Legal custody gives the grandparents authority to make daily decisions about the grandchild’s welfare.  Grandparents custody rights and grandparents guardianship of a grandchild provide the most legal rights for grandparents other than outright adoption.

However, grandparents custody rights may not be permanent.  Parents can petition the court to regain custody and may succeed.

Guardianship

Guardianship is similar to legal custody, but is handled by the probate court.  Grandparents accept day-to-day care-living responsibilities while parents retain some of their rights, including visitation if they so desire.  Parents can regain their parental rights in the future in some cases.  Sometimes grandparents guardianship of a grandchild provides them with more authority than grandparents with legal custody.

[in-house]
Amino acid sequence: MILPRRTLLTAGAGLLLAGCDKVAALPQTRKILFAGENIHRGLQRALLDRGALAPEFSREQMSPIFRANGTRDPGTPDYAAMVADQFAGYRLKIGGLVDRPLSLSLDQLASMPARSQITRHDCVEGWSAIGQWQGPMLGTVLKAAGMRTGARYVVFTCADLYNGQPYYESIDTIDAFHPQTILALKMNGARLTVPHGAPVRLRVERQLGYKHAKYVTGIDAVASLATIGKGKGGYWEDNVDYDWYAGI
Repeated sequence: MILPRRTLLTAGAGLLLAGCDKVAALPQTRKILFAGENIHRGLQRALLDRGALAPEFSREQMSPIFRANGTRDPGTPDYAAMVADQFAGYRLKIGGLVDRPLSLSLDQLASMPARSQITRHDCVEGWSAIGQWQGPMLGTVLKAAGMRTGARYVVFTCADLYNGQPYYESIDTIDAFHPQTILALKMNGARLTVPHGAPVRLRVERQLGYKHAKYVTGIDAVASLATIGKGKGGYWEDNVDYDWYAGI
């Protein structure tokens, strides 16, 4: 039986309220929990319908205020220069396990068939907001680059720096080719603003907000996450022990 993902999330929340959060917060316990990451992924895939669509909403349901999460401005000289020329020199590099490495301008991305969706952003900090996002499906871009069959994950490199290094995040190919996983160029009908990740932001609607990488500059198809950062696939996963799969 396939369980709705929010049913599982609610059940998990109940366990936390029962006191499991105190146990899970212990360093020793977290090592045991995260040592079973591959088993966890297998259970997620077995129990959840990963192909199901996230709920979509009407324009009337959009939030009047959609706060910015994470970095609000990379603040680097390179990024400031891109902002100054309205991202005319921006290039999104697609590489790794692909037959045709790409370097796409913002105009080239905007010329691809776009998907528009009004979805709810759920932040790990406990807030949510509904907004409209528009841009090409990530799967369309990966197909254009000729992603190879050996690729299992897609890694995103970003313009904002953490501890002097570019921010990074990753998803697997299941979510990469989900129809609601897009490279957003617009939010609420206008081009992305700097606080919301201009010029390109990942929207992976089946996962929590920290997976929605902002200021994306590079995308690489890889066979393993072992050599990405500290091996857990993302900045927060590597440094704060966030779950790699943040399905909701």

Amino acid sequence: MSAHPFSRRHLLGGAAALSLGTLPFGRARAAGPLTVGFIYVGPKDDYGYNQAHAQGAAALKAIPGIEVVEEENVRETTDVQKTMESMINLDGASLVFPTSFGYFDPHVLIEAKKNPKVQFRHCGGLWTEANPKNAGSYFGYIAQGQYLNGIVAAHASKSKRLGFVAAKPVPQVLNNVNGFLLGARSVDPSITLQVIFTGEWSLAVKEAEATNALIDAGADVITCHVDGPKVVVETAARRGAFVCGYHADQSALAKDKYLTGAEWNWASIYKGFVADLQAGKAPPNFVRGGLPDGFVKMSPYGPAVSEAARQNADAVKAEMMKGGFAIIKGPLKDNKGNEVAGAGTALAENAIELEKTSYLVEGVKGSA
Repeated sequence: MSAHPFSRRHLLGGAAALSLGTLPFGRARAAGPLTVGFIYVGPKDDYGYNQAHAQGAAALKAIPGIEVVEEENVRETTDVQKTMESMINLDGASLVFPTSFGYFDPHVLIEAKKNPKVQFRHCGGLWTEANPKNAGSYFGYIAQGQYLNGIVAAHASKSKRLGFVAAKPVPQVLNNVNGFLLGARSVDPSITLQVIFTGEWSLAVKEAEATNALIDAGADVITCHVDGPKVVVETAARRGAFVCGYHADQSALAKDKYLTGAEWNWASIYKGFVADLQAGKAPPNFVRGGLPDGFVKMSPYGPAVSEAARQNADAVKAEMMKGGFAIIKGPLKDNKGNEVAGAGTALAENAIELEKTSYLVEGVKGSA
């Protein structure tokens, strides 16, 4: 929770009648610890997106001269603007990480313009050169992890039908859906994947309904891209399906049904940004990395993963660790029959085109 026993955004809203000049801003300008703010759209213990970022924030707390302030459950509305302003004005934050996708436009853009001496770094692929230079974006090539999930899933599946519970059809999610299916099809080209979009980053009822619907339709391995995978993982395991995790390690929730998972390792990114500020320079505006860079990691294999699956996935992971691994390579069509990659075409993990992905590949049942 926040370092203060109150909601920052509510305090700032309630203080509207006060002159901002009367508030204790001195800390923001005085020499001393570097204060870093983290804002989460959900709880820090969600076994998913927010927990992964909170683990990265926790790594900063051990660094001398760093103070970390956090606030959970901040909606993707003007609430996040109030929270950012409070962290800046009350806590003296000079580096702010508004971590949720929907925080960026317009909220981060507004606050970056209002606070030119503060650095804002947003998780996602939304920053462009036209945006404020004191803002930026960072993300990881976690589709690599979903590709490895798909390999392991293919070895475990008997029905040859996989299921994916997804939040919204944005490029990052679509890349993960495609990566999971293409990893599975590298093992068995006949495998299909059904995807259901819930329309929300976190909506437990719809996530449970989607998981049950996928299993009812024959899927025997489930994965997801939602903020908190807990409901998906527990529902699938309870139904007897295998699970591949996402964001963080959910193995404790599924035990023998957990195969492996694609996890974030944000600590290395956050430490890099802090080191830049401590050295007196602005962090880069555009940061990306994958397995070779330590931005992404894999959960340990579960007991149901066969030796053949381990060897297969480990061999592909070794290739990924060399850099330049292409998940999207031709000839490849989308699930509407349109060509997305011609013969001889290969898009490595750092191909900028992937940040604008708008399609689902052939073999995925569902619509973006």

Adoption

This option is permanent.  The grandparent takes on all parental responsibilities and the child’s biological parents no longer have any parental rights.  The grandparent becomes the legal “parent.”   The parents cannot later request that custody be returned.

Temporary custody options

When a child has been removed from their parent’s home by the state, another option for grandparents raising grandchildren is formal or informal kinship foster care.  With formal kinship, you can take care of your grandchild’s daily needs, but you do not have legal custody and the foster care is not permanent.  The grandparent does not make major decisions about the grandchild’s needs without consent from the state agency that oversees foster care.

Grandparents can receive payments to help manage costs, but they are held to the same standards as other foster parents which can mean home visits, training sessions and evaluations.